Jonathan Weil has a tough Bloomberg View column about accounting regulators covering up wrongdoing by companies and their auditors.

Back in 2006, KPMG let Motorola book a sale in the third quarter. That helped Motorola because without it, the company would have missed earnings estimates and sent its shares tumbling. But the sale happened on the first day of the fourth quarter, and the Public Company Accounting Oversight Board, which regulates auditors, said KPMG had no justification for fudging the numbers. Apparently, neither KPMG nor Motorola paid no a penalty and Motorola didn’t even have to restate its earnings. Weil reports there’s no evidence the SEC bothered to investigate, either. And the PCAOB covered the chicanery up by not telling the public.

Worse, not telling the public about wrongdoers is standard operating procedure for the regulator:

All of this is business as usual for America’s numbers cops. Since the board’s creation by the Sarbanes-Oxley Act in 2002, its inspectors have found audit failures by large accounting firms at hundreds of U.S.-listed companies. Yet its policy is to keep the identities of those clients secret.

The only reason Weil found out who the earnings-smoothing, book-cooking client was is that he’s attuned to this issue and found out about it from a class-action shareholder lawsuit:

This is the third column I’ve written revealing the name of a client whose accounting practices were a subject of a major auditing firm’s inspection report. Motorola is the biggest yet. I hope a whistleblower comes forward someday to leak many more. This is information investors need to know.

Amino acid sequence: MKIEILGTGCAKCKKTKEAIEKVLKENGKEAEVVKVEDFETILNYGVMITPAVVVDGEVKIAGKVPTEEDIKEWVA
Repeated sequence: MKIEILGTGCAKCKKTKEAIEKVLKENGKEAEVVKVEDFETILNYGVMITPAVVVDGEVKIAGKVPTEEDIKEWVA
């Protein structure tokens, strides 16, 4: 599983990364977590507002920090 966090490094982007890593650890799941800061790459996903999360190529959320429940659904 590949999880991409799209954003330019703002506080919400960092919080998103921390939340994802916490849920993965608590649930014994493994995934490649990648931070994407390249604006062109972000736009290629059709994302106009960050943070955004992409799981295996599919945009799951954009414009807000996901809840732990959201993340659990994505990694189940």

Bloomberg should have linked to the previous two columns here. Here they are.

That’s just a quibble, of course. This is good work. Weil has ferreted out information that the accounting industry and its regulators don’t want us to know while at the same time showing why this information shouldn’t be secret.

In this case, investors were lied to by executives of the company they own, as well as the auditors they hired to keep them honest. Not making these violations public keeps the pressure off the SEC to probe what’s going on in these companies. If you’ll fudge your books like that, what else will you do?

This is basic public’s-right-to-know stuff. When the government finds wrongdoing in the public markets, we ought to know about it.

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Ryan Chittum is a former Wall Street Journal reporter, and deputy editor of The Audit, CJR's business section. If you see notable business journalism, give him a heads-up at rc2538@columbia.edu. Follow him on Twitter at @ryanchittum.